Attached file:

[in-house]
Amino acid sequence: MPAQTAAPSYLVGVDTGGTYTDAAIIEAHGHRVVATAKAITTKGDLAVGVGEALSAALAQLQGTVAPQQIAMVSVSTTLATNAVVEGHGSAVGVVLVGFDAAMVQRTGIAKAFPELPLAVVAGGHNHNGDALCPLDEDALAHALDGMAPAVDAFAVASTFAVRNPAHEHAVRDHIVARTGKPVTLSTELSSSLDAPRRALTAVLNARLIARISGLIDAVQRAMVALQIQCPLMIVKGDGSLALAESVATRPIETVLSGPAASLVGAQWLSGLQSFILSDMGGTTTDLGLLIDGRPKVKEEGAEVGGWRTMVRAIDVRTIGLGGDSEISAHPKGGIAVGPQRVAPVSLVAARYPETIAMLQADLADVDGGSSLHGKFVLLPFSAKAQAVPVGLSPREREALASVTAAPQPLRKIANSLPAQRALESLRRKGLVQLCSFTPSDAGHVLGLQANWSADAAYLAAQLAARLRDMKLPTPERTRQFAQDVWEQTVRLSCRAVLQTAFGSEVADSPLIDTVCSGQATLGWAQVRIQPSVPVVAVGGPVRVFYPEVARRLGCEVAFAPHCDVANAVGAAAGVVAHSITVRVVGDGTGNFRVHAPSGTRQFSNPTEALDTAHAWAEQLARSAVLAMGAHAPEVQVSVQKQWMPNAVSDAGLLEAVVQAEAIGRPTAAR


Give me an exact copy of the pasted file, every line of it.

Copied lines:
[in-house]
Amino acid sequence: MPAQTAAPSYLVGVDTGGTYTDAAIIEAHGHRVVATAKAITTKGDLAVGVGEALSAALAQLQGTVAPQQIAMVSVSTTLATNAVVEGHGSAVGVVLVGFDAAMVQRTGIAKAFPELPLAVVAGGHNHNGDALCPLDEDALAHALDGMAPAVDAFAVASTFAVRNPAHEHAVRDHIVARTGKPVTLSTELSSSLDAPRRALTAVLNARLIARISGLIDAVQRAMVALQIQCPLMIVKGDGSLALAESVATRPIETVLSGPAASLVGAQWLSGLQSFILSDMGGTTTDLGLLIDGRPKVKEEGAEVGGWRTMVRAIDVRTIGLGGDSEISAHPKGGIAVGPQRVAPVSLVAARYPETIAMLQADLADVDGGSSLHGKFVLLPFSAKAQAVPVGLSPREREALASVTAAPQPLRKIANSLPAQRALESLRRKGLVQLCSFTPSDAGHVLGLQANWSADAAYLAAQLAARLRDMKLPTPERTRQFAQDVWEQTVRLSCRAVLQTAFGSEVADSPLIDTVCSGQATLGWAQVRIQPSVPVVAVGGPVRVFYPEVARRLGCEVAFAPHCDVANAVGAAAGVVAHSITVRVVGDGTGNFRVHAPSGTRQFSNPTEALDTAHAWAEQLARSAVLAMGAHAPEVQVSVQKQWMPNAVSDAGLLEAVVQAEAIGRPTAAR